Steam:  it took me a long time to figure out how to generate steam and retain moisture in my gas oven for those crucial first minutes, but I finally was successful.

If your goal is to bake a great baguette that looks like what you see in the bread books and France, I'm not sure if the no-knead technique will accomplish that.  Now that you have a scale, take a look at SteveB's baguette formula.  Or any of the baguette formulas here at TFL.

Most importantly, have fun!

bottleny's picture

Thanks for your suggestions. I already ordered a baking stone, which will be arrived soon.

The taste of Stirato was very nice. It combined lightness from the thin crust on the top and bitterness from the bottom. The crumbs were chewy.

I will try SteveB's recipe. But I still need to practice more on handling wet dough for baguette shaping and, most importantly, to create enough steam in my oven. More baking to come. :-)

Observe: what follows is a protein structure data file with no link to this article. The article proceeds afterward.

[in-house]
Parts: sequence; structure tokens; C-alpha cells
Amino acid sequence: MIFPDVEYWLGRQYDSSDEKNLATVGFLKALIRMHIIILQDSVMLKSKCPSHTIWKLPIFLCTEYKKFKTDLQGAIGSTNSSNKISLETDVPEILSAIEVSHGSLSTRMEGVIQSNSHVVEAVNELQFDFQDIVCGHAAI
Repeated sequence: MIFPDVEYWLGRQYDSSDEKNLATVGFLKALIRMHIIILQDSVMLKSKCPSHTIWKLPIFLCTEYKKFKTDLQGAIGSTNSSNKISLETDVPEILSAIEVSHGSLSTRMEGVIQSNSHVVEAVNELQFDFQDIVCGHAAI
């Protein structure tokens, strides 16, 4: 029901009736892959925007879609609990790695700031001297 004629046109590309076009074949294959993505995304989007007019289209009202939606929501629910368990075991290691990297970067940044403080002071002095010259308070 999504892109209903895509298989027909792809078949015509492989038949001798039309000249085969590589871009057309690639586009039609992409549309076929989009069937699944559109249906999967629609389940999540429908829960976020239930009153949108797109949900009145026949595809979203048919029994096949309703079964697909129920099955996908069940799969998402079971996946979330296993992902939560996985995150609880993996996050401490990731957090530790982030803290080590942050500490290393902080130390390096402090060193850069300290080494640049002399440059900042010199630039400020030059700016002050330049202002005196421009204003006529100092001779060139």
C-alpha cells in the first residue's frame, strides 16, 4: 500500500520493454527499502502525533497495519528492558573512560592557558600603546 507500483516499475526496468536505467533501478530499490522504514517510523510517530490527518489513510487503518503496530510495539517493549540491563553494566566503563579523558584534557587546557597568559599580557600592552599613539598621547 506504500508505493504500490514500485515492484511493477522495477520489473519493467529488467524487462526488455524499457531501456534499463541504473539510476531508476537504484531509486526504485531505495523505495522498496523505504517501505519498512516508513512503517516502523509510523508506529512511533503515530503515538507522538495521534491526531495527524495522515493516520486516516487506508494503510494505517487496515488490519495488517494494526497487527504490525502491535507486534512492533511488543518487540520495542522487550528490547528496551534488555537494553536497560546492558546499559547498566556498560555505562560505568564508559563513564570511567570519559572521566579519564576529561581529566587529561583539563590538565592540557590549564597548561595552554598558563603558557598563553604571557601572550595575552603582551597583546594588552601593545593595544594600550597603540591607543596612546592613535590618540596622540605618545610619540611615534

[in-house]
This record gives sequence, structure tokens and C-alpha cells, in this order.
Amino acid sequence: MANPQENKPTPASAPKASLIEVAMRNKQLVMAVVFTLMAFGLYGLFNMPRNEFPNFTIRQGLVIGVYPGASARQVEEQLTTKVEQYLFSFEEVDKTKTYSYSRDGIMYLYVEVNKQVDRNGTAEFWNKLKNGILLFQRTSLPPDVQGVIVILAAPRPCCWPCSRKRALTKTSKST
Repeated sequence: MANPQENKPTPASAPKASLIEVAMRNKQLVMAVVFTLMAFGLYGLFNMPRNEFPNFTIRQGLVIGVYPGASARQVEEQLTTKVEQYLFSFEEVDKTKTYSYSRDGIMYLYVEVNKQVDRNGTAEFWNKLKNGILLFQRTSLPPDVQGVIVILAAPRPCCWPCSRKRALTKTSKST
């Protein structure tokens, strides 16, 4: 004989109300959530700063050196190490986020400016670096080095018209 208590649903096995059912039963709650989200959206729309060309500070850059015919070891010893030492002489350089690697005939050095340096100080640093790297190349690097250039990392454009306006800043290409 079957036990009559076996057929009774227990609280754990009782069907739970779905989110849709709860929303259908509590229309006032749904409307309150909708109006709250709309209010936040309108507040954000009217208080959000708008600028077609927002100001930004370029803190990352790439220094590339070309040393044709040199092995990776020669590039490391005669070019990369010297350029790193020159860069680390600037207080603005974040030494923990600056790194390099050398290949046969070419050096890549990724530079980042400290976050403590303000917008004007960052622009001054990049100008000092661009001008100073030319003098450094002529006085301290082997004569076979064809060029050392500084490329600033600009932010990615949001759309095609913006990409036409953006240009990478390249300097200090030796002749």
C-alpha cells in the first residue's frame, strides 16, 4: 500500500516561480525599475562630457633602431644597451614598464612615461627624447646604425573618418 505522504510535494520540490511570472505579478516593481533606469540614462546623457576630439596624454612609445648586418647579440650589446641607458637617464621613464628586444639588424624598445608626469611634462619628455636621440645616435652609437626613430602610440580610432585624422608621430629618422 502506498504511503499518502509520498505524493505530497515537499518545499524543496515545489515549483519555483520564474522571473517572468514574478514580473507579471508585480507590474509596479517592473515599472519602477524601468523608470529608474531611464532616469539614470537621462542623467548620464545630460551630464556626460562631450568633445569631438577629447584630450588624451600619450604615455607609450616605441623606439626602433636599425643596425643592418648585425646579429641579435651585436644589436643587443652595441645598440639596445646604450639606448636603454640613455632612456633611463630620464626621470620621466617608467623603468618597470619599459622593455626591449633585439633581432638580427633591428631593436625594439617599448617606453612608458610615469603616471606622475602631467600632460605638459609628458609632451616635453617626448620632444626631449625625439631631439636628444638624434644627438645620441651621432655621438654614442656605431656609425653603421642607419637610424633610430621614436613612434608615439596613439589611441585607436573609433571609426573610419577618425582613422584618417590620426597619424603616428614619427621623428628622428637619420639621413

taurus430's picture

I am trying to get some info on Stirato breads and came across this post. I have Jim's bread book and have been baking no-knead bread for 3 yrs now, 2 yrs after it first came out with Mark Bittman. I really like this method and learned how to work with wet doughs, only, although you need more bench flour, you're not suppose to incorporate more flour "into" the dough. To get height, stretch and fold the dough which helps and I found oiling my hands help plus I use a plastic, flexible dough scraper.

   I like what you did the second time baking in a roaster pan with an aluminum roaster pan as a cover. The bottom pan is made of what material? I have a specaled blue pan from my Mom that might work. I have Ciabatta's, Puglise, Foccacia and Pizza down pat, but I love Baguettes and want to get into that. The Baguette needs special handling which is why wet doughs are not good. So I will try this Stirato, by stretching, but I find my breads come out the best in a round cast iron pot or I have the long Sassafras clay pot which is tremendous, but not long enough for what I need. Hope I'm not to late on this issue!!